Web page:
Prosodic marking of information status in spoken digit sequences produced by speakers of Brazilian Portuguese and Dutch

Ayane Santos, Miguel Oliveira Jr, René Santos


Crosslinguistic analyses have shown that focus can be highlighted through syntactic, morphological and prosodic configurations, yet it also appears that languages may differ in the relative use of these features. Germanic languages have been argued to be more flexible in the use of prosodic cues to signal focus than Romance languages, for instance. However, research to support this claim has often been troubled by the fact that samples of languages that were used to compare their prosodic structures were not always comparable in terms of their lexico-syntactic structures (e.g. because of word order differences). The current study analyzed prosodic features of utterances in Brazilian Portuguese and Dutch, with basically identical surface structures, namely digit sequences of the type that also occur in credit card or telephone numbers. Twenty speakers of both Dutch and Brazilian Portuguese read out such sequences, in which target numbers were inserted that could either represent new (firstly mentioned) or given (repeated) information. Acoustic analyses showed that speakers of Dutch more consistently marked focused information than Brazilian speakers, albeit that this depended on the structural position of a number in a sequence.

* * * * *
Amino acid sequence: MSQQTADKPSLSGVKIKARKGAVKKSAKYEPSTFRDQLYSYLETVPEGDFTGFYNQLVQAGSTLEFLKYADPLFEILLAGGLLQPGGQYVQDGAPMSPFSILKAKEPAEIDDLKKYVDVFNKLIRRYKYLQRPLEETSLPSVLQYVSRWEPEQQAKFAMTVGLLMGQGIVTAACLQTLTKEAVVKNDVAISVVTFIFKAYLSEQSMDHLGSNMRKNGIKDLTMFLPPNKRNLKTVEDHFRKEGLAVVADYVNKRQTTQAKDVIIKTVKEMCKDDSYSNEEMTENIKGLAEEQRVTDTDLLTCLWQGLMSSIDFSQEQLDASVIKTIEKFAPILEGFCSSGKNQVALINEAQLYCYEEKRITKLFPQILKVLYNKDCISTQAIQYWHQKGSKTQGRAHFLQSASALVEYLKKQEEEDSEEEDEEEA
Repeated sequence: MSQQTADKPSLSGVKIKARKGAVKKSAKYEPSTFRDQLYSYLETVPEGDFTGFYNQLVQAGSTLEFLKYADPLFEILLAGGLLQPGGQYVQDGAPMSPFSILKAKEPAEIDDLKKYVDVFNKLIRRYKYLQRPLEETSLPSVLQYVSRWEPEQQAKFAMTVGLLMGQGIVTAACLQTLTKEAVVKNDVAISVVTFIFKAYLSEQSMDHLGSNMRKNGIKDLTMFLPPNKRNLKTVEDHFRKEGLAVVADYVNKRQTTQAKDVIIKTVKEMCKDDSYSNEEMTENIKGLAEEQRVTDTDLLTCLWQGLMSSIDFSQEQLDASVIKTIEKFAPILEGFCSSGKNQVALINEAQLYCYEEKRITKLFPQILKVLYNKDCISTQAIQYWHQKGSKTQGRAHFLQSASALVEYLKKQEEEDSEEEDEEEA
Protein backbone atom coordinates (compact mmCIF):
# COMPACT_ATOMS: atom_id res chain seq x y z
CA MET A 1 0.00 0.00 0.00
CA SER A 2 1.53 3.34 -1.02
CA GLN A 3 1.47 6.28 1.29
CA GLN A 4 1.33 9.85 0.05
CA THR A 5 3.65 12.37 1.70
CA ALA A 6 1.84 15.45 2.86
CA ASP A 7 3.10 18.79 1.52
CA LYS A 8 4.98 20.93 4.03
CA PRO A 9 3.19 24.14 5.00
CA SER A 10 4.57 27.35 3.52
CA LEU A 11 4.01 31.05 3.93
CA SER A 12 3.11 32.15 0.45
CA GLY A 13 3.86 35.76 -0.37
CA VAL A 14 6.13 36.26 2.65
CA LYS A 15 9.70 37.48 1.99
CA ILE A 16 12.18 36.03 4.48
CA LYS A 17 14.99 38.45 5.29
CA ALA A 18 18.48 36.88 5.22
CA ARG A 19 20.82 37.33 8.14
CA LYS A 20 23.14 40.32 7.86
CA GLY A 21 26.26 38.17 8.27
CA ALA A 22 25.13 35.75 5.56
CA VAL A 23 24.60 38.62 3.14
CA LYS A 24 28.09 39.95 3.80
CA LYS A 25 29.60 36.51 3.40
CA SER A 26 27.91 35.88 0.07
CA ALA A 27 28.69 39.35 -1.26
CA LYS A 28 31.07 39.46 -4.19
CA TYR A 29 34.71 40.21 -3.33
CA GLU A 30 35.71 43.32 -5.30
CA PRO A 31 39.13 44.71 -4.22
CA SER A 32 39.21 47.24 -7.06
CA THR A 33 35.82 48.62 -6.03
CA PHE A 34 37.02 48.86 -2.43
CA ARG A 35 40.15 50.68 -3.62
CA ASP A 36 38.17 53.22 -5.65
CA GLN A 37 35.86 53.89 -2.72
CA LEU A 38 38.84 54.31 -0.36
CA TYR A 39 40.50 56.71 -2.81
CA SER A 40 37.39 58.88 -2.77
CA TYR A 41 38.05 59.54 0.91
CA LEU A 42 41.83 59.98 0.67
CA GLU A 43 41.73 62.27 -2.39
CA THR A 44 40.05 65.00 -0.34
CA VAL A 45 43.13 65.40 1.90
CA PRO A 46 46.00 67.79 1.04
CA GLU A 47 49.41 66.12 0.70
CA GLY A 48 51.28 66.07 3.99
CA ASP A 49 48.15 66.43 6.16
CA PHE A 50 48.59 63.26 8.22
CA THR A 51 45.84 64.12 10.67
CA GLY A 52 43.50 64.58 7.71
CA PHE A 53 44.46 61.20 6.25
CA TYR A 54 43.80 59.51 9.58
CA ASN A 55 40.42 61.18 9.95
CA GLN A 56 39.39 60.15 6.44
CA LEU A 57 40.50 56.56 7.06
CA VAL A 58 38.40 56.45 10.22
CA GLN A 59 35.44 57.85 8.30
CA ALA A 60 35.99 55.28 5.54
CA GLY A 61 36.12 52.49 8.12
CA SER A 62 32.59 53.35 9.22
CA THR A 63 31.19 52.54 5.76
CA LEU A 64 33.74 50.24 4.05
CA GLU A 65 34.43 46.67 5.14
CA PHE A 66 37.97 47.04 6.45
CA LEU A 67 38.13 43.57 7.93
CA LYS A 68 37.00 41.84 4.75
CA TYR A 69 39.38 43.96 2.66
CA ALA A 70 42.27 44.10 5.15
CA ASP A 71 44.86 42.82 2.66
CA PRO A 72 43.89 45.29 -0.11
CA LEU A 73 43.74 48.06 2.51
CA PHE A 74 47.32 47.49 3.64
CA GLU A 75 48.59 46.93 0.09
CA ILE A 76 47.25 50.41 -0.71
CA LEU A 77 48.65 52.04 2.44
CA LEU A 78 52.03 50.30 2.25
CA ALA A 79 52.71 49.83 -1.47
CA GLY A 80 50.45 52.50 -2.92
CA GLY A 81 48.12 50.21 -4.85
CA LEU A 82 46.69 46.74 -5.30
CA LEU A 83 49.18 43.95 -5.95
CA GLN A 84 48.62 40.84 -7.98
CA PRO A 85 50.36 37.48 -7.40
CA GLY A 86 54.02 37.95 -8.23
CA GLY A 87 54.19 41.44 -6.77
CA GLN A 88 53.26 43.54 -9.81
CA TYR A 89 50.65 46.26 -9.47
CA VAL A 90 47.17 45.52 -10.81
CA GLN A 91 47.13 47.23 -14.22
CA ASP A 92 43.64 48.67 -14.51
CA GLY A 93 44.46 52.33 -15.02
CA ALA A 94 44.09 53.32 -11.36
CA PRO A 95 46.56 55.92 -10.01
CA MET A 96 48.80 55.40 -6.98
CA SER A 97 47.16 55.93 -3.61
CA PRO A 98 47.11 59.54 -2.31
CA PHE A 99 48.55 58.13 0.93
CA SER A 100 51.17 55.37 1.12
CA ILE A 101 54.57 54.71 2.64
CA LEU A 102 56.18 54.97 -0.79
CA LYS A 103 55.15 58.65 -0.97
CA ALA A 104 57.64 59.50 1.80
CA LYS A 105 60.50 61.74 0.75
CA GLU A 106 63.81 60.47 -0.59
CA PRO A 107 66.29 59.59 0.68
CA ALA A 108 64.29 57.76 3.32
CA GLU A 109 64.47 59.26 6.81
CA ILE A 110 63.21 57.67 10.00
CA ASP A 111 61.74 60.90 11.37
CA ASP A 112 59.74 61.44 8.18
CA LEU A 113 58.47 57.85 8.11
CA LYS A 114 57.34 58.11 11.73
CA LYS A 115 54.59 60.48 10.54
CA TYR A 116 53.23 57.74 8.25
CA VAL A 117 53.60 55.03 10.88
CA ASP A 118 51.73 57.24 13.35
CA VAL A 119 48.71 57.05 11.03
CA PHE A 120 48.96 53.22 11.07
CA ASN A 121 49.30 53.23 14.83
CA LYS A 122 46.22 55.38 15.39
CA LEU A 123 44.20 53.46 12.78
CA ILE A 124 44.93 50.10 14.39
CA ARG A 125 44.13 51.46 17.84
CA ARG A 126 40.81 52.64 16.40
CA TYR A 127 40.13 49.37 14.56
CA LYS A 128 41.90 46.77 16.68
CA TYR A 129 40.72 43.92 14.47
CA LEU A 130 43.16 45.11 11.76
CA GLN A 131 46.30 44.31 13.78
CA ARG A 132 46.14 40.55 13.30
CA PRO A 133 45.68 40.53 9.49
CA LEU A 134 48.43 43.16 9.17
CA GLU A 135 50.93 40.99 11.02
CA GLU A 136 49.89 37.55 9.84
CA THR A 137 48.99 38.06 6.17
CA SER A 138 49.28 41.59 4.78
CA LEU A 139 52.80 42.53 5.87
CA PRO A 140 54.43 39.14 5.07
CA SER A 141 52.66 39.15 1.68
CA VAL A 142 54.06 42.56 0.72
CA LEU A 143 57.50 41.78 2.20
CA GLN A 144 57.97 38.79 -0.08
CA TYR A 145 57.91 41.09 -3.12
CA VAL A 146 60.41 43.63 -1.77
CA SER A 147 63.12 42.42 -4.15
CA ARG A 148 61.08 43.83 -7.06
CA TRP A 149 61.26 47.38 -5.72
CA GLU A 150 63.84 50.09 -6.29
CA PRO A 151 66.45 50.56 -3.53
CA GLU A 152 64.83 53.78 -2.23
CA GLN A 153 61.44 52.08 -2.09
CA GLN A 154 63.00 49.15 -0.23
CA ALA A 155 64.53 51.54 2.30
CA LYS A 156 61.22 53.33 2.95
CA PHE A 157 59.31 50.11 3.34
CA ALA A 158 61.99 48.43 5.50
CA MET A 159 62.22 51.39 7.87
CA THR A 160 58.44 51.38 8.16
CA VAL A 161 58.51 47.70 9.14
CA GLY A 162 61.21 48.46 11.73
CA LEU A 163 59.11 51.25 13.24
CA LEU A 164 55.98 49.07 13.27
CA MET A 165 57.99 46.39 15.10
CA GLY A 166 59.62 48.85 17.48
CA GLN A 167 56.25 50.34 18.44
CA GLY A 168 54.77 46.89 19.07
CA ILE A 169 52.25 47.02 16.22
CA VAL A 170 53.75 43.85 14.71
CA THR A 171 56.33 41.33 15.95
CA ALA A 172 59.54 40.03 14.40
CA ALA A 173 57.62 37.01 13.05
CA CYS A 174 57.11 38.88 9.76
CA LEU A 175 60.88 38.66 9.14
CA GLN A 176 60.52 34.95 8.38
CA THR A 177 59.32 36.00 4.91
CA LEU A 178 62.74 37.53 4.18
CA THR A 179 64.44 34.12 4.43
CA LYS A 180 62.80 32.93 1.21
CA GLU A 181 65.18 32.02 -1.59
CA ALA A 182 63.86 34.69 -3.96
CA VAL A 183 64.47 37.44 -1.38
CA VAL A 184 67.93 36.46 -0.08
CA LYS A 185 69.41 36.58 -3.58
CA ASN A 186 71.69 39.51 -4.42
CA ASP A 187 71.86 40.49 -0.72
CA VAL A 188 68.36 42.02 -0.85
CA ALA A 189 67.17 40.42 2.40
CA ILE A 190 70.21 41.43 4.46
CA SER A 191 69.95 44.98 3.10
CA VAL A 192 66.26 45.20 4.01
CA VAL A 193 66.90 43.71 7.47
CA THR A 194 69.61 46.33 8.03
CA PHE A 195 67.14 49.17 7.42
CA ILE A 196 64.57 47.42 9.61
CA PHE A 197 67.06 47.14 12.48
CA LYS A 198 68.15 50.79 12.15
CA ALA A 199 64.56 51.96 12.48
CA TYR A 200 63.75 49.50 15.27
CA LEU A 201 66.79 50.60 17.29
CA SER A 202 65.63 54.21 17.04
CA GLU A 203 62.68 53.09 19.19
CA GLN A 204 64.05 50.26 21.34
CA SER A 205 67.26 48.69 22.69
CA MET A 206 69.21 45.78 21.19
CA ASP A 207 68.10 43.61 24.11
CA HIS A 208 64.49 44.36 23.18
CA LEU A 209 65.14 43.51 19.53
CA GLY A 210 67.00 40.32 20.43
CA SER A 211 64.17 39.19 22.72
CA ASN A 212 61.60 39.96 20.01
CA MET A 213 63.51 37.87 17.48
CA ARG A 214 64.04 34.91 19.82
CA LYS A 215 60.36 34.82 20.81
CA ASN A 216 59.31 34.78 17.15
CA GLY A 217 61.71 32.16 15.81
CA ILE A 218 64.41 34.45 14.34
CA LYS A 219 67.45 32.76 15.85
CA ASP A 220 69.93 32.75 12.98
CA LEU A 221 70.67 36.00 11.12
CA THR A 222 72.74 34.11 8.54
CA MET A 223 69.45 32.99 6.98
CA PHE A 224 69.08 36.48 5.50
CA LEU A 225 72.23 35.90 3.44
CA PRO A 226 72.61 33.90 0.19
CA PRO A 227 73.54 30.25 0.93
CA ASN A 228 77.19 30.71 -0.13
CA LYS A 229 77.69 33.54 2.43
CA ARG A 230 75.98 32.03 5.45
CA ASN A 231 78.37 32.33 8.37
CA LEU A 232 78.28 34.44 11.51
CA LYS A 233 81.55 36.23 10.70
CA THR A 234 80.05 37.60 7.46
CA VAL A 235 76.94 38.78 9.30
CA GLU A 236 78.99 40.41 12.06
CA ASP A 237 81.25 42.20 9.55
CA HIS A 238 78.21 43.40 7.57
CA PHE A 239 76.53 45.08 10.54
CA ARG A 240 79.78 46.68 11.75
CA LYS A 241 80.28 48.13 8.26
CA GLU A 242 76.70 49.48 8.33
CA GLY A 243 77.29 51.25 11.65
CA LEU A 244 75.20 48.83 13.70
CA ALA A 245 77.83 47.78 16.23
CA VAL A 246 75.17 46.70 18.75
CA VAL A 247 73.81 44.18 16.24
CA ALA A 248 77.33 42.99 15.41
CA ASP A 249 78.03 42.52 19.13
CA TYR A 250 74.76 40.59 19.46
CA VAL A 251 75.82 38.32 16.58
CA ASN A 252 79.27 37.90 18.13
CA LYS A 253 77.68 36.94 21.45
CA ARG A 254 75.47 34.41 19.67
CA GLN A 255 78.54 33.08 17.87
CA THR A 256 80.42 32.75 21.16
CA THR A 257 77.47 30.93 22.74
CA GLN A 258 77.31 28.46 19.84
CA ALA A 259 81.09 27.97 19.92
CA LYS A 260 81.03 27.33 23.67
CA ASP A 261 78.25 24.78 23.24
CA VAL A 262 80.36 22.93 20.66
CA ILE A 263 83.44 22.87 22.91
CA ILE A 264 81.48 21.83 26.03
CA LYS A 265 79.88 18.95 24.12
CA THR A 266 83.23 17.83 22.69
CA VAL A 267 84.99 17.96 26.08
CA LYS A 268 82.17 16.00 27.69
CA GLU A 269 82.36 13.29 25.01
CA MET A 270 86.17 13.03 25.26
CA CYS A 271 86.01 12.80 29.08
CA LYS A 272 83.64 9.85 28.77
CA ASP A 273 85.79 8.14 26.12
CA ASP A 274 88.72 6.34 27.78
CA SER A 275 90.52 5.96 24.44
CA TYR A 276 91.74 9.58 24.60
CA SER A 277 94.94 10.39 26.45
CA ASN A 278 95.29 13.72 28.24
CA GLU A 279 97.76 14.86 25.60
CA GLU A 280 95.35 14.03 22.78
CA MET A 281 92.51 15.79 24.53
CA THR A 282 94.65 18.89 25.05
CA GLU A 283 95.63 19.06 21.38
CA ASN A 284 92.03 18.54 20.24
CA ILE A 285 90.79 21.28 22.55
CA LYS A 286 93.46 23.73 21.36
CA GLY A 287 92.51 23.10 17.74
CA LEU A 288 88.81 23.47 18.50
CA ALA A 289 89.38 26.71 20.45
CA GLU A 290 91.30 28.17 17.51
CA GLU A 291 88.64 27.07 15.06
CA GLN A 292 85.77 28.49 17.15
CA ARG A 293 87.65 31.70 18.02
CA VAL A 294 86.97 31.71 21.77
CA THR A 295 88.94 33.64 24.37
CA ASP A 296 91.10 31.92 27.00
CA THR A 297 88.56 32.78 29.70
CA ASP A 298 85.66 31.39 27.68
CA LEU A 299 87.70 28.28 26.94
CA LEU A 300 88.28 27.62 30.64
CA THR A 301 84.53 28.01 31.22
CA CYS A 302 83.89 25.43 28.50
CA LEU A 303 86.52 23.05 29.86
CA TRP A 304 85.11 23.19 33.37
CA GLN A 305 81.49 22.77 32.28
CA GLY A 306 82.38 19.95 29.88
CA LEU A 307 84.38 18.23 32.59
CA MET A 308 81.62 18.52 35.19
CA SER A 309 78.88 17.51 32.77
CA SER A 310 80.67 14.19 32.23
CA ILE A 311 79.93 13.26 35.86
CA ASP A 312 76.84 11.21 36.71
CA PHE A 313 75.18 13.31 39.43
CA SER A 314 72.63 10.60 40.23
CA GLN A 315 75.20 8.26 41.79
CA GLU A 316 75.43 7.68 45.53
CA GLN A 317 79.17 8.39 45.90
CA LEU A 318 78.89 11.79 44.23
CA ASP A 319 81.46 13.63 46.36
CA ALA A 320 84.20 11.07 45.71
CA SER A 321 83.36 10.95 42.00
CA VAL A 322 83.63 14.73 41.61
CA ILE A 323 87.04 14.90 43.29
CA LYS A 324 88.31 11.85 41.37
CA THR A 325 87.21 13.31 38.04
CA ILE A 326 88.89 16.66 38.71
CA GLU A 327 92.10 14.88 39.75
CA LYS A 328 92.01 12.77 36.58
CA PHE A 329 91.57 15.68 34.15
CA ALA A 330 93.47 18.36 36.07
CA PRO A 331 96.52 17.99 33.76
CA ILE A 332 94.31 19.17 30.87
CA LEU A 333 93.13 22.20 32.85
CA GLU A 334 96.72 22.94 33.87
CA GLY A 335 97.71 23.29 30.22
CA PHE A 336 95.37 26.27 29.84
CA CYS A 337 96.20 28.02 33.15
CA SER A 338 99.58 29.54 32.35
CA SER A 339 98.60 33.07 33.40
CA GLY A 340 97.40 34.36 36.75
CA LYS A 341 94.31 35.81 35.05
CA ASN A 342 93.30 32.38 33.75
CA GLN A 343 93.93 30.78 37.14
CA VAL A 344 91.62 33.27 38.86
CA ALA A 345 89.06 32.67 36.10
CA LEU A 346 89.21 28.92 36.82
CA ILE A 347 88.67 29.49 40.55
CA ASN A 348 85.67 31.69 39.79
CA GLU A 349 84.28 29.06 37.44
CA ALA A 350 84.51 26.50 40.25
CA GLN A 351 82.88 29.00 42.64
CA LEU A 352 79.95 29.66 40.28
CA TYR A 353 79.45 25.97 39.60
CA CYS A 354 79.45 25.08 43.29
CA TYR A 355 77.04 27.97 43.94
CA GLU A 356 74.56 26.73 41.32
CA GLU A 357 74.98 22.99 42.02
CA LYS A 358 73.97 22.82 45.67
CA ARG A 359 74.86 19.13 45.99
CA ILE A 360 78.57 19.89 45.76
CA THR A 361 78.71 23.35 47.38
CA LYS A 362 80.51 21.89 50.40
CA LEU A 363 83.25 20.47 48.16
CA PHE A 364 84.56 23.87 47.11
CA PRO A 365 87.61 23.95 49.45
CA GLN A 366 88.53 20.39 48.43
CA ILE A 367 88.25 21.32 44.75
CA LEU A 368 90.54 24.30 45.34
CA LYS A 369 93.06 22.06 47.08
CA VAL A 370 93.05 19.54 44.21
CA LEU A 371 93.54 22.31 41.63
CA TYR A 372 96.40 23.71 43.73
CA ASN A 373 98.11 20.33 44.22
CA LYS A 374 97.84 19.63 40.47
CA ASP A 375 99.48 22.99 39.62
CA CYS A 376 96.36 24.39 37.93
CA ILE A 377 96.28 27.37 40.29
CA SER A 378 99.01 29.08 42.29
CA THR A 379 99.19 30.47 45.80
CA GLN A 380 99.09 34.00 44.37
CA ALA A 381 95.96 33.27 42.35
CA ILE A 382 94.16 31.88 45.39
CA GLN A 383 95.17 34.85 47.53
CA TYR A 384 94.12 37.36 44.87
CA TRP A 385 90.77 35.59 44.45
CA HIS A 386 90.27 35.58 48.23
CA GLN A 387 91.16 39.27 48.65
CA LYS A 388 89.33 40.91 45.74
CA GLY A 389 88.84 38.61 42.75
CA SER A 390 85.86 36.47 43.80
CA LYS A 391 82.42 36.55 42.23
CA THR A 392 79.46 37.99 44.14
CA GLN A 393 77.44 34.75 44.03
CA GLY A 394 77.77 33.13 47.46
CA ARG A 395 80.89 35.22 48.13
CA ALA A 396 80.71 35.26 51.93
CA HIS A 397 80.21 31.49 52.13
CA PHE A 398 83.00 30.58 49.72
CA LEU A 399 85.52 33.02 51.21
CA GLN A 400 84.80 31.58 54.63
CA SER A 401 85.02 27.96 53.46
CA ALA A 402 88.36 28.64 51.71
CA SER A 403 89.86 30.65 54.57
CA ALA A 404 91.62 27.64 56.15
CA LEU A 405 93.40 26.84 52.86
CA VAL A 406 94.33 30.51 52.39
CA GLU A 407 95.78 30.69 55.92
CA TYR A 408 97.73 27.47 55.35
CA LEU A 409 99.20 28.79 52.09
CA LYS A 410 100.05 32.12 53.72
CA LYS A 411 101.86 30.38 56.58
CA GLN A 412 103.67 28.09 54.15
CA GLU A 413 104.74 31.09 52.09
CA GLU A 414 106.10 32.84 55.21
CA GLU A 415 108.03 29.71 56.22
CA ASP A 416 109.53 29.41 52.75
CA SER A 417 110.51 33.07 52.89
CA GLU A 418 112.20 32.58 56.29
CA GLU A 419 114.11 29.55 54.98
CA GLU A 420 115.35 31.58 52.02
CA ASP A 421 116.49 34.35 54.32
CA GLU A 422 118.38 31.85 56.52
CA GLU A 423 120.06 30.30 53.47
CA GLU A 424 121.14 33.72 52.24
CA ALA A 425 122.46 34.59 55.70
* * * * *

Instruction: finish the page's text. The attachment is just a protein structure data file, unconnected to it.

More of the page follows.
DOI: 10.21437/SpeechProsody.2018-158

Cite as: Santos, A., Oliveira Jr, M., Santos, R. (2018) Prosodic marking of information status in spoken digit sequences produced by speakers of Brazilian Portuguese and Dutch. Proc. 9th International Conference on Speech Prosody 2018, 779-783, DOI: 10.21437/SpeechProsody.2018-158.


@inproceedings{Santos2018,
  author={Ayane Santos and Miguel {Oliveira Jr} and René Santos},
  title={Prosodic marking of information status in spoken digit sequences produced by speakers of Brazilian Portuguese and Dutch},
  year=2018,
  booktitle={Proc. 9th International Conference on Speech Prosody 2018},
  pages={779--783},
  doi={10.21437/SpeechProsody.2018-158},
  url={http://dx.doi.org/10.21437/SpeechProsody.2018-158}
}